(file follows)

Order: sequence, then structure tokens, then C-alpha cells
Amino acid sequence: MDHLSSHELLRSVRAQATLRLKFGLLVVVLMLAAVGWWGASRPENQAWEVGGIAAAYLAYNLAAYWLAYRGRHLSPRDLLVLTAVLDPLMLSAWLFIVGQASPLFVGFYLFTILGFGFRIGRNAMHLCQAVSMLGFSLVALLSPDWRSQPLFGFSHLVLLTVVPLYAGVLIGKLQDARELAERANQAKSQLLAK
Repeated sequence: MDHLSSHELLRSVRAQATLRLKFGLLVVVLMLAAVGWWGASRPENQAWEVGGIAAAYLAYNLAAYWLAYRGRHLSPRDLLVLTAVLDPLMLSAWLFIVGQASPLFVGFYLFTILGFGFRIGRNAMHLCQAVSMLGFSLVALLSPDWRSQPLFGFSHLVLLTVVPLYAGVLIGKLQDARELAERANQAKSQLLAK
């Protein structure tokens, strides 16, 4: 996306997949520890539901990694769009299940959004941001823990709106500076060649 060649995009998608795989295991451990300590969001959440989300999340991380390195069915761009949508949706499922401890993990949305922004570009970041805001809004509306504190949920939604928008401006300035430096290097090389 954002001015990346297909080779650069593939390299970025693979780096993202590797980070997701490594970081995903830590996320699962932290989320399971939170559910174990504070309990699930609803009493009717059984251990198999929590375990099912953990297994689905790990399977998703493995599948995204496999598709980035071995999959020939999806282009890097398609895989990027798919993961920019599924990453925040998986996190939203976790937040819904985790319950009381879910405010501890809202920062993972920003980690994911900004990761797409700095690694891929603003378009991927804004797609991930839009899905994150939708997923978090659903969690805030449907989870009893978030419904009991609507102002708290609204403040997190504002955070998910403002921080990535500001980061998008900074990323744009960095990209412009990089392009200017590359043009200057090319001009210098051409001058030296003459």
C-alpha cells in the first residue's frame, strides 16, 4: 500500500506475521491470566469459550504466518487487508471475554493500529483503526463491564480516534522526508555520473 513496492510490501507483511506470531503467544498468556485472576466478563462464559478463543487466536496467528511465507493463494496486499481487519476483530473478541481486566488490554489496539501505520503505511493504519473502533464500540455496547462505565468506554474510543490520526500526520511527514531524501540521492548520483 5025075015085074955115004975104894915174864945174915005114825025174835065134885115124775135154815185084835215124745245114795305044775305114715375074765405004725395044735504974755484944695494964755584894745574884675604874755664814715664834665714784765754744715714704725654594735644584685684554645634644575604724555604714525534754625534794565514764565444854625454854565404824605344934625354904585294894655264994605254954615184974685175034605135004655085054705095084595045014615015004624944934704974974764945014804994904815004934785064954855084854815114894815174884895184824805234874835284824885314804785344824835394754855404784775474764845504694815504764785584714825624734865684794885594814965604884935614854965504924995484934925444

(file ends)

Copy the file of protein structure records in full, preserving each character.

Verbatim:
Order: sequence, then structure tokens, then C-alpha cells
Amino acid sequence: MDHLSSHELLRSVRAQATLRLKFGLLVVVLMLAAVGWWGASRPENQAWEVGGIAAAYLAYNLAAYWLAYRGRHLSPRDLLVLTAVLDPLMLSAWLFIVGQASPLFVGFYLFTILGFGFRIGRNAMHLCQAVSMLGFSLVALLSPDWRSQPLFGFSHLVLLTVVPLYAGVLIGKLQDARELAERANQAKSQLLAK
Repeated sequence: MDHLSSHELLRSVRAQATLRLKFGLLVVVLMLAAVGWWGASRPENQAWEVGGIAAAYLAYNLAAYWLAYRGRHLSPRDLLVLTAVLDPLMLSAWLFIVGQASPLFVGFYLFTILGFGFRIGRNAMHLCQAVSMLGFSLVALLSPDWRSQPLFGFSHLVLLTVVPLYAGVLIGKLQDARELAERANQAKSQLLAK
């Protein structure tokens, strides 16, 4: 996306997949520890539901990694769009299940959004941001823990709106500076060649 060649995009998608795989295991451990300590969001959440989300999340991380390195069915761009949508949706499922401890993990949305922004570009970041805001809004509306504190949920939604928008401006300035430096290097090389 954002001015990346297909080779650069593939390299970025693979780096993202590797980070997701490594970081995903830590996320699962932290989320399971939170559910174990504070309990699930609803009493009717059984251990198999929590375990099912953990297994689905790990399977998703493995599948995204496999598709980035071995999959020939999806282009890097398609895989990027798919993961920019599924990453925040998986996190939203976790937040819904985790319950009381879910405010501890809202920062993972920003980690994911900004990761797409700095690694891929603003378009991927804004797609991930839009899905994150939708997923978090659903969690805030449907989870009893978030419904009991609507102002708290609204403040997190504002955070998910403002921080990535500001980061998008900074990323744009960095990209412009990089392009200017590359043009200057090319001009210098051409001058030296003459």
C-alpha cells in the first residue's frame, strides 16, 4: 500500500506475521491470566469459550504466518487487508471475554493500529483503526463491564480516534522526508555520473 513496492510490501507483511506470531503467544498468556485472576466478563462464559478463543487466536496467528511465507493463494496486499481487519476483530473478541481486566488490554489496539501505520503505511493504519473502533464500540455496547462505565468506554474510543490520526500526520511527514531524501540521492548520483 5025075015085074955115004975104894915174864945174915005114825025174835065134885115124775135154815185084835215124745245114795305044775305114715375074765405004725395044735504974755484944695494964755584894745574884675604874755664814715664834665714784765754744715714704725654594735644584685684554645634644575604724555604714525534754625534794565514764565444854625454854565404824605344934625354904585294894655264994605254954615184974685175034605135004655085054705095084595045014615015004624944934704974974764945014804994904815004934785064954855084854815114894815174884895184824805234874835284824885314804785344824835394754855404784775474764845504694815504764785584714825624734865684794885594814965604884935614854965504924995484934925444